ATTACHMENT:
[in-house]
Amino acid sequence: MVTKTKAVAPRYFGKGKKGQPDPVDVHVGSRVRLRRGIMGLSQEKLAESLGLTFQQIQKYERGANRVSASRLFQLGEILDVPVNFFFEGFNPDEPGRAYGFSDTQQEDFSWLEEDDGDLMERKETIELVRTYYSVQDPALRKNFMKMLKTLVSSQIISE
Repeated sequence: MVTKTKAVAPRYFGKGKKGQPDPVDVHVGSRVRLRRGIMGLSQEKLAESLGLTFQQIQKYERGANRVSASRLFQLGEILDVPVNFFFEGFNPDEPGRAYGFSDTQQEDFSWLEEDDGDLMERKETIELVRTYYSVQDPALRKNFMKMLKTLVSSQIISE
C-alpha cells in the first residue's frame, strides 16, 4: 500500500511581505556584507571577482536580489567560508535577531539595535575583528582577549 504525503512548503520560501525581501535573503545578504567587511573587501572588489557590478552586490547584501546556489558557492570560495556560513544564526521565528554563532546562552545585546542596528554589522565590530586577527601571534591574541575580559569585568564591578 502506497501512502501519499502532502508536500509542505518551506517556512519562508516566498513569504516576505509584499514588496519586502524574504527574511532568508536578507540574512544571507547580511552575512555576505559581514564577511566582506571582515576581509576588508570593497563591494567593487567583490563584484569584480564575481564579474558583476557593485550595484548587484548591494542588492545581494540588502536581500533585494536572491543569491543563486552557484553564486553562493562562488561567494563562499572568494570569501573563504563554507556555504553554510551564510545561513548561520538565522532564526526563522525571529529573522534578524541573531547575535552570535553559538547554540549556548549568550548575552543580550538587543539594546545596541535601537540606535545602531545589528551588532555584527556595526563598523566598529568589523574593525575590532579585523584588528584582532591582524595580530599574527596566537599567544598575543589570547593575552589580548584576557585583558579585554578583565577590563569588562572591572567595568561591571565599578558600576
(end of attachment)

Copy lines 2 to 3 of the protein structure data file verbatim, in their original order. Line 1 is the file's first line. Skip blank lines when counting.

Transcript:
Amino acid sequence: MVTKTKAVAPRYFGKGKKGQPDPVDVHVGSRVRLRRGIMGLSQEKLAESLGLTFQQIQKYERGANRVSASRLFQLGEILDVPVNFFFEGFNPDEPGRAYGFSDTQQEDFSWLEEDDGDLMERKETIELVRTYYSVQDPALRKNFMKMLKTLVSSQIISE
Repeated sequence: MVTKTKAVAPRYFGKGKKGQPDPVDVHVGSRVRLRRGIMGLSQEKLAESLGLTFQQIQKYERGANRVSASRLFQLGEILDVPVNFFFEGFNPDEPGRAYGFSDTQQEDFSWLEEDDGDLMERKETIELVRTYYSVQDPALRKNFMKMLKTLVSSQIISE